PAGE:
You Belong to Me by Colin Harrison, review by Bruce Jacobs
One can understand the eight-year gap since Colin Harrison's last New York City crime novel, Risk. His day job as editor-in-chief of Simon & Schuster's Scribner imprint during a transitional decade in publishing and bookselling was probably a pretty big time sink. Like the seven novels since his first (1990's Break and Enter), You Belong to Me is steeped in the stewpot of Harrison's city--each of its chapters is titled with a location described as a local might, e.g., Chapter 1: "West Forty-Ninth Street between Fifth and Sixth Avenues." "Crime novel" is perhaps too restrictive a label for Harrison's story of money, power, sex and the obsession to possess--both objects (rare maps) and people (spouses, family and friends). It's noir, but as Harrison said in a recent interview: "The city is always noirish. Noir is never going to leave us. We are noir."
Twice-divorced and in his 50s, with "some money but not big money... rumpled and wrinkled, his best years already behind him," Paul Reeves runs a lucrative boutique immigration law firm and collects old maps of New York City--a long-sought 1766 Stassen-Ratzer is available on the market for the first time. His neighbors in his high-rise apartment building are 32-year-old Iranian American financier Ahmed Mehraz ("full of himself, a world beater in a city full of them") and his trophy wife, Jennifer ("attractive in a very New Yorky manner... her brand"). When former baseball phenom Billy Wilkerson arrives to rekindle the passionate romance he had with "Jenny" in their late teens and to take her back to Texas, her comfortable marriage begins to unravel. Who better to turn to for help than her quiet, reliable neighbor Paul? With Paul competing with another mysterious bidder to lock up the Stassen-Ratzer purchase, and concealing Jennifer and Billy's affair to avoid Ahmed's network of mercenary operatives, You Belong to Me ratchets up the action and intrigue.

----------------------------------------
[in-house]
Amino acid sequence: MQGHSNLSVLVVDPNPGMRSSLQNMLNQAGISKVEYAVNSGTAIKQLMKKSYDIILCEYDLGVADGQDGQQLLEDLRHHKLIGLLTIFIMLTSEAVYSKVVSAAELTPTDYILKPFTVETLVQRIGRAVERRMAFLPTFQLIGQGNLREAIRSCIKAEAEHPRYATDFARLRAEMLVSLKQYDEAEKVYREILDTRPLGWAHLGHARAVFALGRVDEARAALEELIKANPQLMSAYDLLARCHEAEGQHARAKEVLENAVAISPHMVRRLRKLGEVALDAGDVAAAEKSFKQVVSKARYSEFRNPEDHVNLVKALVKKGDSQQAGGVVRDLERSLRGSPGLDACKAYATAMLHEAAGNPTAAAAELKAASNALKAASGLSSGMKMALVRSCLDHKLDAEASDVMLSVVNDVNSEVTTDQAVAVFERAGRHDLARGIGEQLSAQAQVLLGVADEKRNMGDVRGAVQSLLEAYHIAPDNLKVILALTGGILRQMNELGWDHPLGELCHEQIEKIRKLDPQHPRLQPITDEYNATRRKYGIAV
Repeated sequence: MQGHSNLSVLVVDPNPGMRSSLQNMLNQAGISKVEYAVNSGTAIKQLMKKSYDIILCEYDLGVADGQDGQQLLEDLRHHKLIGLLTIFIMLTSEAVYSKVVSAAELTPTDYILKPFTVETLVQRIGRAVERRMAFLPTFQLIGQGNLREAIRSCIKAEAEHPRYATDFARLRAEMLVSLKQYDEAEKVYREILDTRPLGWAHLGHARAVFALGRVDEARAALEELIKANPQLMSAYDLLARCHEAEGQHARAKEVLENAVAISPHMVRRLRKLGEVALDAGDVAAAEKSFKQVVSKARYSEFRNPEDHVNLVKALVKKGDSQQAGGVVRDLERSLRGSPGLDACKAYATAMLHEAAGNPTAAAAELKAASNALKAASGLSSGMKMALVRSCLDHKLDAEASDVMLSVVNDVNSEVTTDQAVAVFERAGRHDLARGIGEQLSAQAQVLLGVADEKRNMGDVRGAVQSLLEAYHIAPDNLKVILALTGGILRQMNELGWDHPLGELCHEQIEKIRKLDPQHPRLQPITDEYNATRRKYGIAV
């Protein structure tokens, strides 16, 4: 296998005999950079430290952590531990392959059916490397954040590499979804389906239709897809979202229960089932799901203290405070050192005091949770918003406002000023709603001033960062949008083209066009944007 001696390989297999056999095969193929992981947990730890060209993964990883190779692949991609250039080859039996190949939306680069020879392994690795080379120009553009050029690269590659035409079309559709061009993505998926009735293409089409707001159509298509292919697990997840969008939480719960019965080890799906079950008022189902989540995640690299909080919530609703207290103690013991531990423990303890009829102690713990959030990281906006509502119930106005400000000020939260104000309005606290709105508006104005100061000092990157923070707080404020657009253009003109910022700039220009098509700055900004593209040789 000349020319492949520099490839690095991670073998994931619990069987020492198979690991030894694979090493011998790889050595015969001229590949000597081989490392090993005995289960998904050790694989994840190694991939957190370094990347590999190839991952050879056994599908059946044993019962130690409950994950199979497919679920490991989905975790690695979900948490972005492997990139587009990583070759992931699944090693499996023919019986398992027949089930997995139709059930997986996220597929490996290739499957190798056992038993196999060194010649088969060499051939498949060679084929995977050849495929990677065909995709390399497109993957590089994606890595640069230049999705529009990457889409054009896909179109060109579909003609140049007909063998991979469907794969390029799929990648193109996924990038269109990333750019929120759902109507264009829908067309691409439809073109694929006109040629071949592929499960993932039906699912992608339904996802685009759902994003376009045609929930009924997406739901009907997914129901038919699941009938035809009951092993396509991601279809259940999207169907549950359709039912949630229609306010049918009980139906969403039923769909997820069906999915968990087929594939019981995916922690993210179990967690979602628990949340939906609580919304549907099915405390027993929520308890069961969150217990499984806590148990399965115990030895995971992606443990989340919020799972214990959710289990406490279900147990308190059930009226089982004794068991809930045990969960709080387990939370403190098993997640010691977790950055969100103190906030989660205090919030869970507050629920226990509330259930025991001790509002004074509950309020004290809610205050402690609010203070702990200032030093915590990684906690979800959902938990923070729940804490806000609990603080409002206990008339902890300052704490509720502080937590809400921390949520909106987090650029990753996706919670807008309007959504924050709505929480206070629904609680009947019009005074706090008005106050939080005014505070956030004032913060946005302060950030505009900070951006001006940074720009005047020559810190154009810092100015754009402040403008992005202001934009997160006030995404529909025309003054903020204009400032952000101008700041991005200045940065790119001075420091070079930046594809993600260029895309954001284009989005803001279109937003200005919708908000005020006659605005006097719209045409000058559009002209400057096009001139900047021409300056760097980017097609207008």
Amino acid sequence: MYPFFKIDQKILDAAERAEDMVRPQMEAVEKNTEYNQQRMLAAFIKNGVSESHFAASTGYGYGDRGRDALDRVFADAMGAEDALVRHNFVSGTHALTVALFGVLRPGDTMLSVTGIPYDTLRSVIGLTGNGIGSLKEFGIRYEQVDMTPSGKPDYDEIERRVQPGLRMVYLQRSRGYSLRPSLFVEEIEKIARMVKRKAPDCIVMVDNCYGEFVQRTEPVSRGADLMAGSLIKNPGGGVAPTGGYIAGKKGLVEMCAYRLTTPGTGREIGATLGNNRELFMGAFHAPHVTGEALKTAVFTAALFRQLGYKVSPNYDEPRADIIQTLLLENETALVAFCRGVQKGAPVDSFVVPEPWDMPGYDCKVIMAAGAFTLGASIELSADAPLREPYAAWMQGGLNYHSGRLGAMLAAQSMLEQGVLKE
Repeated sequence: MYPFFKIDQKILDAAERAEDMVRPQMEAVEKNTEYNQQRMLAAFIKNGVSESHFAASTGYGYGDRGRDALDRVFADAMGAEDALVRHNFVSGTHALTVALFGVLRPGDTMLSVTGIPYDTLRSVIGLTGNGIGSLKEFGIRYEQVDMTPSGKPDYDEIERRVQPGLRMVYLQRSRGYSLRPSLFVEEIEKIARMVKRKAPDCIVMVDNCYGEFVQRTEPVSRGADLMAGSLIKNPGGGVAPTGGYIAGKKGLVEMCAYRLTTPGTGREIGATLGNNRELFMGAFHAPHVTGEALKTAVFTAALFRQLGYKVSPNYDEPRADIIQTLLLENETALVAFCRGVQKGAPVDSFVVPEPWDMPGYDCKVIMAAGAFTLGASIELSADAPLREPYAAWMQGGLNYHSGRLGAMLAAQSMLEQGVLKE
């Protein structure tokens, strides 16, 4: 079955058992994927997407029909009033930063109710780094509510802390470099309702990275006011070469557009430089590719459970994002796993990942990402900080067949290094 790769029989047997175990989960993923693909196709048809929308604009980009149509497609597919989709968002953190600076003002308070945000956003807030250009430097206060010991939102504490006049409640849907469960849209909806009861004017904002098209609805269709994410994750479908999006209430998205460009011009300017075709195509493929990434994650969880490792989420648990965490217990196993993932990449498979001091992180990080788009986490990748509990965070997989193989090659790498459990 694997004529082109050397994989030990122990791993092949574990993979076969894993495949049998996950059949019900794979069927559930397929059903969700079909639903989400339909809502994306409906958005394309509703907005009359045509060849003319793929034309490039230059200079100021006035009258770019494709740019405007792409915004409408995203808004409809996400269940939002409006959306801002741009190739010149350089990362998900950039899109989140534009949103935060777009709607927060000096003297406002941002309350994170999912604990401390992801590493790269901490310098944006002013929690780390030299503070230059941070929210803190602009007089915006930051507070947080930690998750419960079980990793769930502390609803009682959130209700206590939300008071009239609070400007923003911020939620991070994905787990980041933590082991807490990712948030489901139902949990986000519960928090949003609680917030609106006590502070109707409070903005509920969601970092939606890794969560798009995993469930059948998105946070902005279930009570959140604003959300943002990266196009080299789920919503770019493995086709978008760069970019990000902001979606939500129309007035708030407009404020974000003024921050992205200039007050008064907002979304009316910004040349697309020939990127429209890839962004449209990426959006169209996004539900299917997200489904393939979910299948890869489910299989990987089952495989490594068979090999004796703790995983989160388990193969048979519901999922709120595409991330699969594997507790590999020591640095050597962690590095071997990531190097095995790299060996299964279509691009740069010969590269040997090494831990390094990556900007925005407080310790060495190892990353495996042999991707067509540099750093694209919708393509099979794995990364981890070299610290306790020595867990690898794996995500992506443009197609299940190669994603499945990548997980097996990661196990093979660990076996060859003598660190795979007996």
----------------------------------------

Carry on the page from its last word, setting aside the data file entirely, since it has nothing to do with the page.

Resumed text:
Harrison loads his New York City fiction with historical, geographical and ephemeral background, but the city's underbelly of violence and menace is never far away. He describes Staten Island "like Brooklyn had been sexually mounted by New Jersey and this was the offspring," and a black-tie fundraiser as "a pecuniary mating dance [where] certain individuals representing enormous sums of money... would copulate with other sums of money and create even more money." Chapters later, he details a gruesome crossbow murder by an undocumented former Mexican cartel assassin hiding from El Chapo in the Bronx. You Belong to Me is a solid addition to what has become Colin Harrison's own particular brand of New York City noir.
Bruce Jacobs's review first appeared in Shelf Awareness.